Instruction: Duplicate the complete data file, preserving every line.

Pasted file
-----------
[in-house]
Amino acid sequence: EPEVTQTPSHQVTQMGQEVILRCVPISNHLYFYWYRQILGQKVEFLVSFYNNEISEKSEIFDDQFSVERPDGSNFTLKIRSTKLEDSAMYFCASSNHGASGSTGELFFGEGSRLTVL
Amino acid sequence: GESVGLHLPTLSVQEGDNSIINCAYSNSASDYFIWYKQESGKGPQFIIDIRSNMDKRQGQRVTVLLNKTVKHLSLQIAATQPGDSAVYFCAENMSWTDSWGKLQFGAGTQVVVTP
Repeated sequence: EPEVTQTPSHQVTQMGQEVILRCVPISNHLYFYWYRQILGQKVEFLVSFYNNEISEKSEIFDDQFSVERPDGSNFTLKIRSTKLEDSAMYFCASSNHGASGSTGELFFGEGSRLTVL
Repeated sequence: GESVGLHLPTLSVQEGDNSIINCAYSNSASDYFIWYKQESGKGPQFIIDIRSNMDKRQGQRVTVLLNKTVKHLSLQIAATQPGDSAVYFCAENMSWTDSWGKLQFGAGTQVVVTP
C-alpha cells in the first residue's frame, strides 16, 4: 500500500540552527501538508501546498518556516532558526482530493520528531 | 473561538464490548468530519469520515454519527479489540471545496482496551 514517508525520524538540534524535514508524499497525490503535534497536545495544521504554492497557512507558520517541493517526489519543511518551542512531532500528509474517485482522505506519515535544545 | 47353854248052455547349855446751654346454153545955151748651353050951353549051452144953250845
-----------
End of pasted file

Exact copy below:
[in-house]
Amino acid sequence: EPEVTQTPSHQVTQMGQEVILRCVPISNHLYFYWYRQILGQKVEFLVSFYNNEISEKSEIFDDQFSVERPDGSNFTLKIRSTKLEDSAMYFCASSNHGASGSTGELFFGEGSRLTVL
Amino acid sequence: GESVGLHLPTLSVQEGDNSIINCAYSNSASDYFIWYKQESGKGPQFIIDIRSNMDKRQGQRVTVLLNKTVKHLSLQIAATQPGDSAVYFCAENMSWTDSWGKLQFGAGTQVVVTP
Repeated sequence: EPEVTQTPSHQVTQMGQEVILRCVPISNHLYFYWYRQILGQKVEFLVSFYNNEISEKSEIFDDQFSVERPDGSNFTLKIRSTKLEDSAMYFCASSNHGASGSTGELFFGEGSRLTVL
Repeated sequence: GESVGLHLPTLSVQEGDNSIINCAYSNSASDYFIWYKQESGKGPQFIIDIRSNMDKRQGQRVTVLLNKTVKHLSLQIAATQPGDSAVYFCAENMSWTDSWGKLQFGAGTQVVVTP
C-alpha cells in the first residue's frame, strides 16, 4: 500500500540552527501538508501546498518556516532558526482530493520528531 | 473561538464490548468530519469520515454519527479489540471545496482496551 514517508525520524538540534524535514508524499497525490503535534497536545495544521504554492497557512507558520517541493517526489519543511518551542512531532500528509474517485482522505506519515535544545 | 47353854248052455547349855446751654346454153545955151748651353050951353549051452144953250845